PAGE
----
A class action lawsuit has been filed against the makers of Invokana, a diabetes drug that was linked to 22 reports of diabetic ketoacidosis. Suing Merck and its subsidiary Ortho-McNeil-Janssen Pharmaceuticals Inc., the complaint seeks compensation for people who have suffered as a result of taking Invokana.
According to a research published in the journal Diabetes Care, Johnson & Johnson’s diabetes medicine Invokana (canagliflozin) increases the risk of diabetic ketoacidosis (DKA) in type 1 diabetes patients.
The discovery comes almost a year after the FDA warned that Invokana and other diabetic medications might cause DKA, a potentially lethal illness. Meanwhile, the European equivalent of the FDA is looking into the relationship between Invokana and toe amputations.
Dr. Anne L. Peters and colleagues at the University of Southern California Keck School of Medicine conducted a placebo-controlled, double-blind research to see how canagliflozin (an insulin add-on for type 1 diabetes patients) affects glycemic control, weight, and the incidence of DKA.
“People with type 1 diabetes who take an SGLT-2 inhibitor have a higher chance of developing DKA, which seems to be dose-related.”
When cells are deprived of glucose and must rely on fat for energy, chemicals known as ketones are created. This happens when the body doesn’t have enough insulin to utilise glucose as its primary source of energy.
Ketone buildup causes the blood to become more acidic, which may lead to DKA, which can lead to diabetic coma or death.
A new study from the University of Southern California has shown an increased risk of DKA.
At week 18, the incidence of any ketone-related event with canagliflozin was 5.1 percent (100 mg) and 9.4 percent (300 mg) in the Peters trial, whereas significant DKA adverse events requiring hospitalization occurred in 4.3 percent and 6% of the canagliflozin group, respectively. The placebo group saw no ketone-related side effects.
Invokana belongs to the SGLT-2 inhibitor class of medicines. Although the medications are licensed to treat type 2 diabetes, clinicians are permitted to prescribe them for non-FDA approved applications such as type 1 diabetes.
“People with type 1 diabetes who take an SGLT-2 inhibitor are at an elevated risk for DKA, which seems to be dosage related,” said Dr. Peters. “If [canagliflozin] is taken off-label, patients should be thoroughly informed about the risk and ready to monitor ketones during sickness or other stressful situations, and only the lowest dosage of the SGLT-2 inhibitor should be utilized.”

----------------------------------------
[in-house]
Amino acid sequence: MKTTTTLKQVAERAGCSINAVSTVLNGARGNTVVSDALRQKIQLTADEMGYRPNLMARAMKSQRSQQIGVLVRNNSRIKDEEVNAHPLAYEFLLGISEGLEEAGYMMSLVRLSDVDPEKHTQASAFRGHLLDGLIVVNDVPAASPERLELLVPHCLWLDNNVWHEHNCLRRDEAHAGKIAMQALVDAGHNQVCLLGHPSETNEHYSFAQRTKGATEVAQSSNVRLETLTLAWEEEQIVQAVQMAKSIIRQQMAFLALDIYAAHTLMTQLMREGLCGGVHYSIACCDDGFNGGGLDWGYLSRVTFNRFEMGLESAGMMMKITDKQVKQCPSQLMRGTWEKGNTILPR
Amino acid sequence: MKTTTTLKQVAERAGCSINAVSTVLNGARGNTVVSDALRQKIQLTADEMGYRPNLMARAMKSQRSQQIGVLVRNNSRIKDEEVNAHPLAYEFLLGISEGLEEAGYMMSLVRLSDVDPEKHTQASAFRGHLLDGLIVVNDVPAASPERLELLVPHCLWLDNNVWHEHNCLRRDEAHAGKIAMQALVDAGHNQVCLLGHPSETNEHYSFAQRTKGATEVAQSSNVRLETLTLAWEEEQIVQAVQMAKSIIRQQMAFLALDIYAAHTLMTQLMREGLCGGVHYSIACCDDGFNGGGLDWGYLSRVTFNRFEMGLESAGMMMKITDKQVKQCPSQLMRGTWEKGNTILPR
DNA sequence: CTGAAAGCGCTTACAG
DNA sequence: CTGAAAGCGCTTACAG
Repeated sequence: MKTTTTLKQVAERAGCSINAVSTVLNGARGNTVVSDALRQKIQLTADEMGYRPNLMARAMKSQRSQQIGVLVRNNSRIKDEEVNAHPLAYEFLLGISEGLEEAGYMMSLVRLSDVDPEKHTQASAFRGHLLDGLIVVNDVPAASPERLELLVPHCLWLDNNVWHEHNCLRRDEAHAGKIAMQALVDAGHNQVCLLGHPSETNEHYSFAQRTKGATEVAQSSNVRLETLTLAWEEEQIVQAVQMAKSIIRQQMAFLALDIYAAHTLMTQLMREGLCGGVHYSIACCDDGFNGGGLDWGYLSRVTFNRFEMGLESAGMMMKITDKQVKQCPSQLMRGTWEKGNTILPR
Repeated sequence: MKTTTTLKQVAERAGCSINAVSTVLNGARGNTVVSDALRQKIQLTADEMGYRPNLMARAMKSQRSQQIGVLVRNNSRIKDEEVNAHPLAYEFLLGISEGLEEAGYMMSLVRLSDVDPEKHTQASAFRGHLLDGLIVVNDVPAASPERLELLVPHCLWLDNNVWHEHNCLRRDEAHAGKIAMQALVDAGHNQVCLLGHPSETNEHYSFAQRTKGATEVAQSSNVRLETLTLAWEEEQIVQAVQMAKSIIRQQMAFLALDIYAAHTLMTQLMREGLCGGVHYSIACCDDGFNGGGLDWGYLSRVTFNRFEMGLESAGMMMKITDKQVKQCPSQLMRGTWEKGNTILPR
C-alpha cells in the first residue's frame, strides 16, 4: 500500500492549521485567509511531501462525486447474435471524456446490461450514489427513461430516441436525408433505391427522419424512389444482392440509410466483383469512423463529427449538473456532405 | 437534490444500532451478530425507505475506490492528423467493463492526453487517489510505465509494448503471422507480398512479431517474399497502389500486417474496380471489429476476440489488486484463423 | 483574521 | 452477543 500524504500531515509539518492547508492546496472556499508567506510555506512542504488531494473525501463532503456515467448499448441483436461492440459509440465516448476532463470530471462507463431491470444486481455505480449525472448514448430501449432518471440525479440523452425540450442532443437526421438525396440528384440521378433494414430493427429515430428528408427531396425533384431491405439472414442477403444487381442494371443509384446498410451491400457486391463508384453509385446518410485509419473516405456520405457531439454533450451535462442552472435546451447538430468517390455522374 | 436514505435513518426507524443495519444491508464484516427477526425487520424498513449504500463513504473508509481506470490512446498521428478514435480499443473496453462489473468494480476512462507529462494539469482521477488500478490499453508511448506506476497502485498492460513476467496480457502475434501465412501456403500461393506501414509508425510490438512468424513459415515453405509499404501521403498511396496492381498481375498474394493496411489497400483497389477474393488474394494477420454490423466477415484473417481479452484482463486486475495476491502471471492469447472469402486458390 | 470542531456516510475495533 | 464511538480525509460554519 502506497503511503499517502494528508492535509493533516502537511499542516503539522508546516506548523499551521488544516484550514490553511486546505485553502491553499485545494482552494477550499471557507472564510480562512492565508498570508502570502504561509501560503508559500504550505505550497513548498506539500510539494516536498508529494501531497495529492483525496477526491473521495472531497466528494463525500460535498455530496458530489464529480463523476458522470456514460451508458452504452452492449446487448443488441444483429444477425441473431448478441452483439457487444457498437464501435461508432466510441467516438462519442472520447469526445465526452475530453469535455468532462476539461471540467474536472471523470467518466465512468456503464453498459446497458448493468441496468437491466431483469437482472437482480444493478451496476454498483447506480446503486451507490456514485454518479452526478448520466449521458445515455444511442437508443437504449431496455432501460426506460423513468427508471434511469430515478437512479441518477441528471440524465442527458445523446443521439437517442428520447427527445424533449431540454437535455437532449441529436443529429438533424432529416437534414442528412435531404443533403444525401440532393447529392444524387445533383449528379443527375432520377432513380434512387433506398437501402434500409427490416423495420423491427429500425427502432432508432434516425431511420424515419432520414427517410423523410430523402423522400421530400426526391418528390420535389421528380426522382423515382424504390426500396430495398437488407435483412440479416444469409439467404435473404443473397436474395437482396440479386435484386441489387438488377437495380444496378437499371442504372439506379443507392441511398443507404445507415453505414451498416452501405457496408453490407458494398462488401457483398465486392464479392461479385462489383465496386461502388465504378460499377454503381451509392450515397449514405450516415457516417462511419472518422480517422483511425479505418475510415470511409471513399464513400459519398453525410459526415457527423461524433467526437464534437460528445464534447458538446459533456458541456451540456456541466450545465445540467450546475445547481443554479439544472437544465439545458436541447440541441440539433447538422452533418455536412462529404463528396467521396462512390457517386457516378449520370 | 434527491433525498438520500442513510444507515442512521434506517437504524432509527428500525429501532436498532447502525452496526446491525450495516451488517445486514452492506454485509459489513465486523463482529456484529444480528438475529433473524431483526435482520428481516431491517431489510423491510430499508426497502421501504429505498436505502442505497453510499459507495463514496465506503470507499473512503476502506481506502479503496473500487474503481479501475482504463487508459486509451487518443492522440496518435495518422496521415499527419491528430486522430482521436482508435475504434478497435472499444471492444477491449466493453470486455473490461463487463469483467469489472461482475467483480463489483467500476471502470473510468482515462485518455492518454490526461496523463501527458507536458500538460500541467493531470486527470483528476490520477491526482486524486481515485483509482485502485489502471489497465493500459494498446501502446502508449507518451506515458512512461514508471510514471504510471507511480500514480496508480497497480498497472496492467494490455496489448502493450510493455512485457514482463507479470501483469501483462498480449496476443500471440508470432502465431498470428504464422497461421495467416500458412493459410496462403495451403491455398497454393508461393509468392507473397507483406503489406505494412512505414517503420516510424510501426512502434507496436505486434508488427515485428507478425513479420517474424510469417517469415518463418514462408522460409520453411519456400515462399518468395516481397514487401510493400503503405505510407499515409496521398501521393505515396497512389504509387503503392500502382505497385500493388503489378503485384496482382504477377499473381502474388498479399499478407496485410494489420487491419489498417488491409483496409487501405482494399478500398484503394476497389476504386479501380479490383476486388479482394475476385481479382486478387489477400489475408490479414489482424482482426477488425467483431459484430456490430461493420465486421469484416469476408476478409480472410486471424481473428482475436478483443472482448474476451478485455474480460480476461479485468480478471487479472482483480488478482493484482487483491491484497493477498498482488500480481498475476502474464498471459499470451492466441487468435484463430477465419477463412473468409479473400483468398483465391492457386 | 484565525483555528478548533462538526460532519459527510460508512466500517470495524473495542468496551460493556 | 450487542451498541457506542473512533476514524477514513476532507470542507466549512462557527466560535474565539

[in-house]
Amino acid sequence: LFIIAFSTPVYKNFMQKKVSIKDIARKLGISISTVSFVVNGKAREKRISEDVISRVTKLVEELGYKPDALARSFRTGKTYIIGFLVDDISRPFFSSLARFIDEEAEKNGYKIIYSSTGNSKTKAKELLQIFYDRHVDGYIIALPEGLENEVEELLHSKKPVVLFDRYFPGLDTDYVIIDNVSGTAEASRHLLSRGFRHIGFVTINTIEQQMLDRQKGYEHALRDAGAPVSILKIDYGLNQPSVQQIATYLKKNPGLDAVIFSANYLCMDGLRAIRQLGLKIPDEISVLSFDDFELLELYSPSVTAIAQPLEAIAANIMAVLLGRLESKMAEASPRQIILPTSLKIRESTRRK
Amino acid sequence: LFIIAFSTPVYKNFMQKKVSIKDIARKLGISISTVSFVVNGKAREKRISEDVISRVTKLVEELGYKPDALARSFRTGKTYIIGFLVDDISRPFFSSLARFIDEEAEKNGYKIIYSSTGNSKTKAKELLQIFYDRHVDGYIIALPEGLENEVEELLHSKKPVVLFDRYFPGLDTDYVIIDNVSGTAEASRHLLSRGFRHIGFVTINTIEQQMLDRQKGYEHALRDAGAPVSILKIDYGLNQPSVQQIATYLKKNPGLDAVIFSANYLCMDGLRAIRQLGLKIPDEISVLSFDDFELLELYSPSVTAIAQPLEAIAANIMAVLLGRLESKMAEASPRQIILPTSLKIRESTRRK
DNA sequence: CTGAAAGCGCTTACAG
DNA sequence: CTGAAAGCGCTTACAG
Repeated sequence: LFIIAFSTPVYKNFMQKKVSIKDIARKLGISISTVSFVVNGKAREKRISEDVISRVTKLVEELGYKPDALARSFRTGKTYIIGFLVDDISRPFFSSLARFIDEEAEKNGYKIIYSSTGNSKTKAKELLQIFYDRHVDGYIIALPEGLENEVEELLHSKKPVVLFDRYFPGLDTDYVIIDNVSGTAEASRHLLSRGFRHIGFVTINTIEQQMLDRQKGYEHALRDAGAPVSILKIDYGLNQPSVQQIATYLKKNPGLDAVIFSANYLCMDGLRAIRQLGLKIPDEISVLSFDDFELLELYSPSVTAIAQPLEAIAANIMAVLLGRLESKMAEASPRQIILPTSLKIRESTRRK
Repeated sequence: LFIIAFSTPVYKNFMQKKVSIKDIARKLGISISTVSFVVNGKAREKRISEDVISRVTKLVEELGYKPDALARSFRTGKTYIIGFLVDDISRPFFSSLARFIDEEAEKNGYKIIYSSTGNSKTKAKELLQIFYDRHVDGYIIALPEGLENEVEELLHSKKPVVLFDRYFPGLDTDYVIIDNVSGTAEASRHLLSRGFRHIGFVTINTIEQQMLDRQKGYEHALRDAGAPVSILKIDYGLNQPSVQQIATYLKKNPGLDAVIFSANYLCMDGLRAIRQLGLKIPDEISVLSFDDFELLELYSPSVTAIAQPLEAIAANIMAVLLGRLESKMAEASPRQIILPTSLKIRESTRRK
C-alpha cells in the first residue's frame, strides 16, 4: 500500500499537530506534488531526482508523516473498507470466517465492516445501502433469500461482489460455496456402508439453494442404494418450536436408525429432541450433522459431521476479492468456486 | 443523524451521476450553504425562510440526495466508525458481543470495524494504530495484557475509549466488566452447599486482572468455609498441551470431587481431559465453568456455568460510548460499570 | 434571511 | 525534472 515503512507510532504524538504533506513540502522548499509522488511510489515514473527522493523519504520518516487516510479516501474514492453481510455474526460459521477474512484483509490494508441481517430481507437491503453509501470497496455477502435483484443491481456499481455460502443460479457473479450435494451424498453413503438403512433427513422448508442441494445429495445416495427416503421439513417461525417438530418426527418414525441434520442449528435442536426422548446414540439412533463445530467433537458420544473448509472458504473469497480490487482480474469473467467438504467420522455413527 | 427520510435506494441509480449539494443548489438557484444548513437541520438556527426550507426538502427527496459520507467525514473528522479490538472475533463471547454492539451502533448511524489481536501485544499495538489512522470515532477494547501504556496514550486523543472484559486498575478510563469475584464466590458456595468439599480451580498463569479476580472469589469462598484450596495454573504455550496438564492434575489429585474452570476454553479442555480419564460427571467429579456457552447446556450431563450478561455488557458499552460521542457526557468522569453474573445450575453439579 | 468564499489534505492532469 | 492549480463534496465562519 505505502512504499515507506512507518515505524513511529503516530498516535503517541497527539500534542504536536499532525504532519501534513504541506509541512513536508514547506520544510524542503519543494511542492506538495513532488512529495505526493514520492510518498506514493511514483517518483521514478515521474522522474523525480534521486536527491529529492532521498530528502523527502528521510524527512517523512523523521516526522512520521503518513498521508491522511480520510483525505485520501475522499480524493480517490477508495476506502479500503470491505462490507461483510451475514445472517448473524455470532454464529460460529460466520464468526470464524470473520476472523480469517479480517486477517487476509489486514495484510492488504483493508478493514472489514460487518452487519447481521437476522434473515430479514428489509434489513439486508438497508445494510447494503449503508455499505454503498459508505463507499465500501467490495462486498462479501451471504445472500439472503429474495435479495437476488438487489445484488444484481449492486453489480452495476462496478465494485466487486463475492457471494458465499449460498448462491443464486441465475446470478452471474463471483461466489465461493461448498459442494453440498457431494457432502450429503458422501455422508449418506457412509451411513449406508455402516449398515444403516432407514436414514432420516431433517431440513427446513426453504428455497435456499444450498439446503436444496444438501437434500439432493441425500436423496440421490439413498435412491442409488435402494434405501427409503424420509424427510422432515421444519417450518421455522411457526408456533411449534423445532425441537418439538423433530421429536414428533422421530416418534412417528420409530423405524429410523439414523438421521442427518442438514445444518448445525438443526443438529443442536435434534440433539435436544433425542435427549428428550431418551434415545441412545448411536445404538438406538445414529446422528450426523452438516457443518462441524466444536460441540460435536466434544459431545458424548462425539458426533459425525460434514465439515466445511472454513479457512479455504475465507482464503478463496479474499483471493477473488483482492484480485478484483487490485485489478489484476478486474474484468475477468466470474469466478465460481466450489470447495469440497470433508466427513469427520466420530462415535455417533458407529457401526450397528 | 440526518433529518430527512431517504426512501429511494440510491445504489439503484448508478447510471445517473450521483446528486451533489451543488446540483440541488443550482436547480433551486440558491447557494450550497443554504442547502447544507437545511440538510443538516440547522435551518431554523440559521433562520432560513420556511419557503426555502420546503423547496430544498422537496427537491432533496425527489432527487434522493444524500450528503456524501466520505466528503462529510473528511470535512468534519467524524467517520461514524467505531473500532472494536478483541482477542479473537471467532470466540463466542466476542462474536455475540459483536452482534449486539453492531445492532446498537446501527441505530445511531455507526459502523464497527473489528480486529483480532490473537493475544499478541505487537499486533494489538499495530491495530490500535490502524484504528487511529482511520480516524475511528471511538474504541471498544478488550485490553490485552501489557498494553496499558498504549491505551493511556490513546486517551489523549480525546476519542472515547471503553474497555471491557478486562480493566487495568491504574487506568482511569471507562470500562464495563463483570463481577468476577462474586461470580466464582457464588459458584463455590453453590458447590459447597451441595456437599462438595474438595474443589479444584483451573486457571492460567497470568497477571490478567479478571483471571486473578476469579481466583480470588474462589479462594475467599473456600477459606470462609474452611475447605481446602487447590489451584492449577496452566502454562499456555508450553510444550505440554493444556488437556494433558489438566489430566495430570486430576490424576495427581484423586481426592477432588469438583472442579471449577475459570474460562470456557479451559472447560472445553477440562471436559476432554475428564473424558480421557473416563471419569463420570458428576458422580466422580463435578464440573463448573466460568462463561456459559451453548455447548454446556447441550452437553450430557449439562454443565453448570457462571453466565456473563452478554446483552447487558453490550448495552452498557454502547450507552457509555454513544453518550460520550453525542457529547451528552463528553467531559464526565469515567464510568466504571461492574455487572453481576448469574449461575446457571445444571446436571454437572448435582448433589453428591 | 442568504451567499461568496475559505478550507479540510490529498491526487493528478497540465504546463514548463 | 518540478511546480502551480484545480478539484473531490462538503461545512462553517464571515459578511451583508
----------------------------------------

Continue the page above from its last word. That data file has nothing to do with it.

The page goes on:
The FDA announced new labeling requirements for SGLT2 inhibitors in December 2015, warning of the risk of ketoacidosis.
In the April 2016 issue of the American Diabetes Association’s Diabetes Care, “Diabetic Ketoacidosis With Canagliflozin, a Sodium–Glucose Cotransporter 2 Inhibitor, in Patients With Type 1 Diabetes” is published.
The CDC is looking into the Invokana connection to amputations.
The European Medicines Agency (EMA), the European counterpart of the FDA, is investigating a potential link between canagliflozin and amputations (mostly of the toe) reported in a medication study.
CANVAS (CANagliflozin cardioVascular Assessment Study) is a post-marketing research trial that aims to evaluate Invokana’s cardiovascular risks in patients with type 2 diabetes, as well as the drug’s overall safety and efficacy. CANVAS trials are taking place around the globe, including in the United States, Europe, Asia, Australasia, and Latin America.
After patients participated in the CANVAS study indicated a rise in lower limb amputations, the EMA began a review of canagliflozin. The relationship between canagliflozin and lower limb amputations has not been verified, according to the FDA, but it is looking into it further.
“The EMA’s Pharmacovigilance Risk Assessment Committee (PRAC) has requested more information from [Johnson & Johnson] to assess whether canagliflozin causes an increase in lower limb amputations and whether any changes to the way this medicine is used in the EU are required,” the agency said in a statement on April 15.
Frequently Asked Questions
Can Invokana cause ketoacidosis?
Why was Invokana taken off the market?
A: In 2016, the FDA announced that Invokana was linked to an increased risk for blood clots. This is why it was taken off the market and class action lawsuits were filed against its manufacturer.